At the same time, her influence expanded to the national stage through her work with a host of organizations, including the American Bar Association. Most notably, she was the founder of and inspiration behind the Women Rainmakers, an ABA law practice committee that for the past 20-plus years has been devoted to training women lawyers in the arts of networking and practice building. In 2004, when asked what she would like her legacy to be, Marty answered, "That women lawyers associated with Women Rainmakers pass on that learning to others."
Marty also served on numerous ABA committees relating to advancement of women and as liaison to the ABA Commission on Women from the ABA Law Practice Management Section, as well as on a number of nonprofit boards. She helped launch the Bar Association of San Francisco's "Goals and Timetables for Minority Retention and Advancement," passed in 1989 and adopted by more than 100 of San Francisco's legal employers, as well as a scholarship program for minority law students during the late 1990s.
If her efforts to change the profession for the better could be summed in a phrase, it would be this: She made sure people who didn't have a voice got a voice. To her last days, she was a prolific writer, editor and speaker on a wide range of topics relating to law practice and its management.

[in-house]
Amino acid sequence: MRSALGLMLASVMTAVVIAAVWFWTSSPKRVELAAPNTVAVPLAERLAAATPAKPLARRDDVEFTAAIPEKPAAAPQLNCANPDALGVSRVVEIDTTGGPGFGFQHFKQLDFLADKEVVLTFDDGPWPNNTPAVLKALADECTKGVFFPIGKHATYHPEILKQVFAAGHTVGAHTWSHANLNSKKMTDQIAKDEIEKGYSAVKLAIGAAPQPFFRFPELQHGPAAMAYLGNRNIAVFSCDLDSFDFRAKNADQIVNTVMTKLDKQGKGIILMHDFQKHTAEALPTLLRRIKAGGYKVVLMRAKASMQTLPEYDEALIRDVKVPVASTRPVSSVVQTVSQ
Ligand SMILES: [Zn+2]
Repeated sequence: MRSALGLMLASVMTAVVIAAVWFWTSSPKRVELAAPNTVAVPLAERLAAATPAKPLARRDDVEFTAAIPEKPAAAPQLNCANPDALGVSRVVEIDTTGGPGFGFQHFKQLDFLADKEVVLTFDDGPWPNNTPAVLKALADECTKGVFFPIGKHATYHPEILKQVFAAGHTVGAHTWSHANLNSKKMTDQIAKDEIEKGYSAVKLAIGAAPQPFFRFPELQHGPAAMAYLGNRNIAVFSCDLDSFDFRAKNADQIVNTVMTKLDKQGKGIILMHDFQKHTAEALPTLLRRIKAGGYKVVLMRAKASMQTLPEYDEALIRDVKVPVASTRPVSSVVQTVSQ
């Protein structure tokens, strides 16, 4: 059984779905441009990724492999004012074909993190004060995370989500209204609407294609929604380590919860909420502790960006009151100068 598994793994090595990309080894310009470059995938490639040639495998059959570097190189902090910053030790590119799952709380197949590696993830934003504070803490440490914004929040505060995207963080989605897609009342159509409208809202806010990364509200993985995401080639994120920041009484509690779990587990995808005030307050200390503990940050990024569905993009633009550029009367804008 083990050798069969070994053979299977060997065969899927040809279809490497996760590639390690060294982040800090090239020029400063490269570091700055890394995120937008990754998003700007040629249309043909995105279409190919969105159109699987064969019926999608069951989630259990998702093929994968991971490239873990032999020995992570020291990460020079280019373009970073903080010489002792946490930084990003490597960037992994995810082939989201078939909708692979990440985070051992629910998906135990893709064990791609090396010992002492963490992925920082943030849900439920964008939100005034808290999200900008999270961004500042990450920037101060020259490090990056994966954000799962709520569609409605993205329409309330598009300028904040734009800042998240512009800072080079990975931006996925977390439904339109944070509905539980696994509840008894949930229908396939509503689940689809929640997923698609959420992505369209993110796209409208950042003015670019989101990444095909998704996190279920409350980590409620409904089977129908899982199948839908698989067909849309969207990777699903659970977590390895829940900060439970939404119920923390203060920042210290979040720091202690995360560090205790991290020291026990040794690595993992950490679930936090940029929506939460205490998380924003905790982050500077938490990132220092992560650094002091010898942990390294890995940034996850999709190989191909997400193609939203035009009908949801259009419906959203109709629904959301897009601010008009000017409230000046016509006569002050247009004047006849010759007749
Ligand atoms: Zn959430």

Marty possessed a unique style, great warmth, a booming laugh, a keen wit and great insight. She simply loved her work and was endlessly fascinated by the organizations and people that she encountered in each search and in each cause that she adopted as her own. She put her own stamp on everything she touched and become one of the most beloved and sought-after figures in the legal search profession. Not a lawyer, but a true giant of the legal profession, Marty will be greatly missed.
See the full-feature article on The National Law Journal, May 4, 2015.
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Miriam Frank is a Partner in the San Diego office of Major, Lindsey & Africa and the Global Head of Client Services. She also supports the members of the West Region In-House Practice Team, providing leadership and back-up on searches, ensuring outstanding client service and facilitating ongoing professional development of team members. A Midwest native, she graduated magna cum laude and Phi Beta Kappa from New York City's Barnard College and received her master's and law (cum laude) degrees from the University of Michigan.
Jon Lindsey is the New York founding partner of Major, Lindsey & Africa, voted the "Best Legal Recruiter" by the readers of The National Law Journal, "best legal search firm in the United States" in Worldlaw Business magazine’s survey of the AmLaw 100, and "in a league apart" from other legal recruiters by The American Lawyer. Over the past two decades Jon has placed scores of partners and practice groups at many of the world’s top law firms and assisted firms in merger and branch office acquisitions. As the former Global Co-Chair of MLA’s Partner Practice Group, Jon helped to set strategy and coordinate the partner practice for the firm’s 21 domestic and international offices. He is the co-author of "Managing People In Today’s Law Firm" (Quorum Books, 1995) and the 2014 MLA "Lateral Partner Satisfaction Survey."